James Oran “Jimmy” Porter 1941-2016
“The epitome of a gentleman lawyer”
Las Vegas was saddened by the recent passing of attorney James Oran “Jimmy” Porter, who passed away on Jan. 27.
Licensed to practice law in Nevada and Washington D.C., Porter was an experienced trial lawyer in both the criminal and civil arenas. He achieved several multi-million dollar verdicts and settlements on behalf of his clients in the civil arena. Porter married Marquentta Tinsley soon after he moved to Las Vegas in 1972, and continued his legal career at the Office of the Clark County Public Defender. At that time, he was only the second African-American attorney in the State of Nevada.
Porter was a major force for change in the Las Vegas community. He was the force behind what is now known as the Urban Chamber of Commerce — as co-founder and past president, he brought vision and focus to the organization’s work to develop its members and serve black-owned businesses.
For decades, Porter had strong ties to the White House. President Lyndon B. Johnson appointed him to the Kerner Commission, to investigate causes of the 1967 race riots and provide recommendations for future preventative measures. In 1980, he was recognized by President Ronald Reagan with an invitation to attend his inauguration. At the state level, Porter was appointed to the Nevada Taxicab Authority by Governors Richard Bryan and Bob Miller, and he is featured in scholarly works at the William S. Boyd School of Law at the University of Nevada, Las Vegas.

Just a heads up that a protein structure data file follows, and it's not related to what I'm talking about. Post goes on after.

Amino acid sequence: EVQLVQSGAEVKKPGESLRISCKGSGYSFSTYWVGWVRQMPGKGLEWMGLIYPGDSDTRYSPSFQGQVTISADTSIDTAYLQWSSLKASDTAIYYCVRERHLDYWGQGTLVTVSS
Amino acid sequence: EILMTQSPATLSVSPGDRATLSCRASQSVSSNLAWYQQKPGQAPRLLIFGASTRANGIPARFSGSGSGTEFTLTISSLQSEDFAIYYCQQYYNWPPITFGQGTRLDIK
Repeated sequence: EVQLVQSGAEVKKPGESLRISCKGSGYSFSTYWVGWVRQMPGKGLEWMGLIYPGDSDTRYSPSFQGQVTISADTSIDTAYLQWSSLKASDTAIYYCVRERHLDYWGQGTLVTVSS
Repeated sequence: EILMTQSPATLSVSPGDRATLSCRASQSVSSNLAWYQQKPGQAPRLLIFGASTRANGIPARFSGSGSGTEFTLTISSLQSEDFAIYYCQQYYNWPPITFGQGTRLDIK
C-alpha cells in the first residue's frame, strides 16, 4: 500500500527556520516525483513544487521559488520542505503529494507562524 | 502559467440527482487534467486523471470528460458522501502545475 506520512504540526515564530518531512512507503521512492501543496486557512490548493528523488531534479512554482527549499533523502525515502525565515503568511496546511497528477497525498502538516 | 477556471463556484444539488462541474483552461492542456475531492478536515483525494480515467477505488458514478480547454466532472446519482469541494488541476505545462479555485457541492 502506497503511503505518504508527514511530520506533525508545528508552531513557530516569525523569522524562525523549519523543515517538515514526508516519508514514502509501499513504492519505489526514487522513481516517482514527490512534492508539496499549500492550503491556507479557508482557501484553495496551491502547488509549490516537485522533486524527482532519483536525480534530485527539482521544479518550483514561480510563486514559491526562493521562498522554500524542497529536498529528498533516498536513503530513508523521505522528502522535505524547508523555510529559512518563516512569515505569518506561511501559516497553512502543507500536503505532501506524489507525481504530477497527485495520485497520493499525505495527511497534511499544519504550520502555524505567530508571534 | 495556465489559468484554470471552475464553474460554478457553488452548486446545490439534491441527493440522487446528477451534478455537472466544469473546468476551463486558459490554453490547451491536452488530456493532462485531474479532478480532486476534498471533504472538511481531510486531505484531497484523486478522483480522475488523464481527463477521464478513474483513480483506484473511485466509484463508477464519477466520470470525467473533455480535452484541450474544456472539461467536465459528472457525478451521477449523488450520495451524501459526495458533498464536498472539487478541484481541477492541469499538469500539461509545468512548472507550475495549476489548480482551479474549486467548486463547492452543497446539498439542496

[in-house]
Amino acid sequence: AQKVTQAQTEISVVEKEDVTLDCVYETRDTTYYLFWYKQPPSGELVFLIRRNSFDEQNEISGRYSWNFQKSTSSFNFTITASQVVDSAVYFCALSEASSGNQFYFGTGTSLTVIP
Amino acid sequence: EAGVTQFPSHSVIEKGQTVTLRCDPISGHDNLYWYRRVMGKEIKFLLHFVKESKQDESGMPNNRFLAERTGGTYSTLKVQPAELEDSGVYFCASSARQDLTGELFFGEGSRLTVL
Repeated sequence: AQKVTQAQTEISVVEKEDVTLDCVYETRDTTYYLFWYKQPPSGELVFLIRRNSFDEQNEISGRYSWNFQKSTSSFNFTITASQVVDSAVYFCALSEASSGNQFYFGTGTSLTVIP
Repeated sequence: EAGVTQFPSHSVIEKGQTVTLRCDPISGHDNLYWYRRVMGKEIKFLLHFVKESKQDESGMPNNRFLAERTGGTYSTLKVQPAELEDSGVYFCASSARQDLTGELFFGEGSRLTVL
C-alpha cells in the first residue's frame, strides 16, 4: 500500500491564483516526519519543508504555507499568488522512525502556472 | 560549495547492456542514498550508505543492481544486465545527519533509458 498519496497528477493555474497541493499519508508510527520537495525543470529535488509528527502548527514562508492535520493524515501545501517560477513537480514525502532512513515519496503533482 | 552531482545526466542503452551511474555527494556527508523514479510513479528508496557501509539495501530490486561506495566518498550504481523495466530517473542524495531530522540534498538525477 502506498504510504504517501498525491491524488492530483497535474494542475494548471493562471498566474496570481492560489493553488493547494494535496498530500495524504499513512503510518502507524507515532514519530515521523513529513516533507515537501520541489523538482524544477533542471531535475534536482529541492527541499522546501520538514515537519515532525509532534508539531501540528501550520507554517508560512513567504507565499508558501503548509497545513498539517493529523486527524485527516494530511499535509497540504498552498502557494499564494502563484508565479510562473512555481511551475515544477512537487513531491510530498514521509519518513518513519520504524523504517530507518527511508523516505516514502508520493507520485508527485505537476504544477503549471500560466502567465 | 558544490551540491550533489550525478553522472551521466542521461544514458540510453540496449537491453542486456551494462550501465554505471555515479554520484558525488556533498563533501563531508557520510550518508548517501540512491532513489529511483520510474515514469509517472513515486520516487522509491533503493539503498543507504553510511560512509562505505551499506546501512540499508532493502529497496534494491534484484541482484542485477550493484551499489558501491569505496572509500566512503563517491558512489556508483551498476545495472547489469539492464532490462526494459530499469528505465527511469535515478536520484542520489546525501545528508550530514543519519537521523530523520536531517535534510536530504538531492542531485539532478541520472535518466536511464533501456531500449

As a co-founder and longtime member of the Las Vegas chapter of the National Bar Association, Porter was admitted into the organization’s Hall of Fame in recognition of his 40 years of service in the practice of law, his support for the African-American community, and his pursuit of justice through civil rights.
“We’re fighting for community. We’re fighting for diversity. We’re fighting for opportunity,” Porter once said. “How better to demonstrate the importance of this aim than to give 100 percent?”
Porter “was the epitome of a gentleman lawyer, but he was as tough as anyone in court if necessary,” said Las Vegas attorney John Bailey. “He was a staunch defender of civil rights and firmly believed in justice for all. He — and his legal abilities — will be missed.”
Porter is survived by his mother, Alma Sherman of Washington D.C.; daughter Laronda Tinsley-Taylor (wife of renowned jazz artist Paul Taylor); sons James Oran Porter II and Marwan E. Porter; grandson Dahveed Porter; brothers Clifton and Ronald Porter; and a host of other family and friends.